“The quality of measurements in Asteroseismology has a factor of a hundred better precision now than ten years ago and that is what makes the whole field emerge”
“With the TESS (Transiting Exoplanet Survey Satellite) mission from NASA we will see a much bigger variety of stars and we will be able to complement the data we have now”
“We really have a lack of young scientists entering science and engineering studies”
“Girls need more encouragement than boys, they should not think too quickly that they cannot do Science”
By Elena Mora (IAC)
Conny Aerts is the Director of the Institute of Astronomy at the University of Leuven (KU Leuven, Belgium), as well as Adjunct Professor and Chair of Asteroseismology at the Radboud Nijmegen University (The Netherlands). Her triumphs do not only concern Astrophysics, but she is also the first woman to be awarded the "Francqui Prize" in the category of Science and Technology since its creation in 1933 (known as the "Belgian Nobel Prize"). In addition, she is a woman committed to scientific outreach (she is Vice-dean Communication and Outreach at the KU Leuven Faculty of Science) and to Gender Equality. If she is not searching for observational clues of the internal structure and evolution of stars through Asteroseismology, she tries to get closer to the youth, especially the girls, to teach them that you can be a woman and a scientist in a society that is not going to make it easy. Recently, this researcher visited the Instituto de Astrofísica de Canarias (IAC) within the framework of a collaboration with the IAC astrophysicist Sergio Simón-Díaz. The aim of the project is to study the variability of massive stars combining photometric data from space satellites and high resolution spectroscopy of ground-based telescopes, fields in which they are experts.
Question: How would you explain what asteroseismology is?
Answer: Asteroseismology is the study of “starquakes”. It is similar to seismology of the Earth. We use earthquakes to understand the interior of our planet and the physical conditions there. We do that for stars. Stars have “quakes” and they create waves that we can observe with space missions. The quakes lead to very tiny variations on the surface of a star and can study them now because we have good detectors onboard space missions.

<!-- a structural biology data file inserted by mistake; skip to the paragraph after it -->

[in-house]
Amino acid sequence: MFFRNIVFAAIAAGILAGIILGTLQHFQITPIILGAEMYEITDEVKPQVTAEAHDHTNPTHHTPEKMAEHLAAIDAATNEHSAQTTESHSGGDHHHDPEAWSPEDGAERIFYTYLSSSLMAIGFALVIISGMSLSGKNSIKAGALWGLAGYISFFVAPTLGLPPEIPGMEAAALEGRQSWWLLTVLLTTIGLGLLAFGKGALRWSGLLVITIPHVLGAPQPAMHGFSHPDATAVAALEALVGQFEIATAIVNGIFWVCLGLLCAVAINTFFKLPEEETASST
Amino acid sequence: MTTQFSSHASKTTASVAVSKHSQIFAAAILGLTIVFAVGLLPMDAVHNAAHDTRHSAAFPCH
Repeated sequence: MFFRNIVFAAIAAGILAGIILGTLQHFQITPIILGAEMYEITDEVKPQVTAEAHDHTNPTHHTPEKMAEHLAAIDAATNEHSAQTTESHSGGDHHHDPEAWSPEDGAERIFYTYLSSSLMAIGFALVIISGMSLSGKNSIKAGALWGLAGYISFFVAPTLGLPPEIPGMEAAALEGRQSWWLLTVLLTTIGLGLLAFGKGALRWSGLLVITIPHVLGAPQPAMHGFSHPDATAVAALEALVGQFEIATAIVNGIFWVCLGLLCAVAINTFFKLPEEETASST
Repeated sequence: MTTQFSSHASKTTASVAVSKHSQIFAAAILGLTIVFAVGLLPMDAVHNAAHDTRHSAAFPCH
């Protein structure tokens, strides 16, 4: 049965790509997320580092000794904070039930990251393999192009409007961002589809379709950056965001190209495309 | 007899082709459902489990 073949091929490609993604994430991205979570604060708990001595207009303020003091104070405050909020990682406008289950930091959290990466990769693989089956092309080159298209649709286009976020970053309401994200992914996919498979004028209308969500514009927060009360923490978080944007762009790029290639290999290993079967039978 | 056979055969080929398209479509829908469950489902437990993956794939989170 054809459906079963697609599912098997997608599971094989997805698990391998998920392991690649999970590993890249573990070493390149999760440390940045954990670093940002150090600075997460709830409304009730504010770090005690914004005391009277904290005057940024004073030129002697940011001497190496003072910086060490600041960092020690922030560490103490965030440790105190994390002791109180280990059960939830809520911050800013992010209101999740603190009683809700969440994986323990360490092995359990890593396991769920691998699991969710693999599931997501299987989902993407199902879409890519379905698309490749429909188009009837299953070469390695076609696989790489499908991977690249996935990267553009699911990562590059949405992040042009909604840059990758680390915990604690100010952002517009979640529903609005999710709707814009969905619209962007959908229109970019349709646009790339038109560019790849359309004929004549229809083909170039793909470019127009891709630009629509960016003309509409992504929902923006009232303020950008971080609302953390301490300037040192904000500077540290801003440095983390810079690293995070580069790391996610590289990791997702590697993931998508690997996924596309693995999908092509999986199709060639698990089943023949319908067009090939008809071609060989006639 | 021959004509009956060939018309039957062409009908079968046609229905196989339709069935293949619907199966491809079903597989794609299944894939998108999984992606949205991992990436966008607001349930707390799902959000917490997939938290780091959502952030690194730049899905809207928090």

Q: That is concerning the exterior but, how can we deduce details of the interior physics of faint and distant stars?
A: These quakes happen inside the star and thus depend on the interior physics, but they also produce tiny little variations in the temperature at the surface of the star. So if you have an excellent intensity instrument you can measure it, but they are so tiny that we cannot do it from the ground because the Earth atmosphere prevents us from detecting them. But if we use space missions that are not disturbed by the atmosphere of the Earth, you can see many more details than before. That is why I call it “the new era in stellar astrophysics” because the measurements’ quality has a factor of a hundred better precision now than ten years ago. That is what makes the whole field emerge.
Q: What kind of details we can unravel this way?
A: While we already know the rotation at the surface of the stars measuring their velocities, we can derive how they do it in their interior. So far, in stellar models it was often assumed that the whole star was rotating in the same way, but now we know from the starquakes that this is not true at all. The rotation in the interior of a star can either be faster or slower than at the surface. And that is what makes a difference in the life of a star.
Q: So this is related with the most recent and most important findings made in this field.